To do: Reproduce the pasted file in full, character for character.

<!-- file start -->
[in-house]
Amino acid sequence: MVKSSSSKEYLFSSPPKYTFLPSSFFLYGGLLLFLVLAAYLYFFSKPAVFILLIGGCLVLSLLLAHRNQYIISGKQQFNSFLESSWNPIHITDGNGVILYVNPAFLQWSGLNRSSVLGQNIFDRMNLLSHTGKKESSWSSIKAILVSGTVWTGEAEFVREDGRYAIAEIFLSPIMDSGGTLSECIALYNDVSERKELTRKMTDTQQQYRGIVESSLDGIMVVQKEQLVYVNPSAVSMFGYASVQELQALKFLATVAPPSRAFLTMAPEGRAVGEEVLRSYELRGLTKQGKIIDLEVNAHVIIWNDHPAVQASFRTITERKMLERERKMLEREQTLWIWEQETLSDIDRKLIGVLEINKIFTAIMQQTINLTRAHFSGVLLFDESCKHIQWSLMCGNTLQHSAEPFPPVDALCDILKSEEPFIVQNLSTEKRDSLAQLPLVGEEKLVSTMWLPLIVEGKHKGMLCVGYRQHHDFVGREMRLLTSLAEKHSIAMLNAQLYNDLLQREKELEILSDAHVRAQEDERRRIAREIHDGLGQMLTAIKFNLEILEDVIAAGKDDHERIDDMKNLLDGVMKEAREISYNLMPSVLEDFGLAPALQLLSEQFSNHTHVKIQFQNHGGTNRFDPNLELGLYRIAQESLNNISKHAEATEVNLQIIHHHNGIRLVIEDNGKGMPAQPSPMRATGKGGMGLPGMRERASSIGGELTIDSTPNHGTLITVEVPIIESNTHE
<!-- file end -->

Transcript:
[in-house]
Amino acid sequence: MVKSSSSKEYLFSSPPKYTFLPSSFFLYGGLLLFLVLAAYLYFFSKPAVFILLIGGCLVLSLLLAHRNQYIISGKQQFNSFLESSWNPIHITDGNGVILYVNPAFLQWSGLNRSSVLGQNIFDRMNLLSHTGKKESSWSSIKAILVSGTVWTGEAEFVREDGRYAIAEIFLSPIMDSGGTLSECIALYNDVSERKELTRKMTDTQQQYRGIVESSLDGIMVVQKEQLVYVNPSAVSMFGYASVQELQALKFLATVAPPSRAFLTMAPEGRAVGEEVLRSYELRGLTKQGKIIDLEVNAHVIIWNDHPAVQASFRTITERKMLERERKMLEREQTLWIWEQETLSDIDRKLIGVLEINKIFTAIMQQTINLTRAHFSGVLLFDESCKHIQWSLMCGNTLQHSAEPFPPVDALCDILKSEEPFIVQNLSTEKRDSLAQLPLVGEEKLVSTMWLPLIVEGKHKGMLCVGYRQHHDFVGREMRLLTSLAEKHSIAMLNAQLYNDLLQREKELEILSDAHVRAQEDERRRIAREIHDGLGQMLTAIKFNLEILEDVIAAGKDDHERIDDMKNLLDGVMKEAREISYNLMPSVLEDFGLAPALQLLSEQFSNHTHVKIQFQNHGGTNRFDPNLELGLYRIAQESLNNISKHAEATEVNLQIIHHHNGIRLVIEDNGKGMPAQPSPMRATGKGGMGLPGMRERASSIGGELTIDSTPNHGTLITVEVPIIESNTHE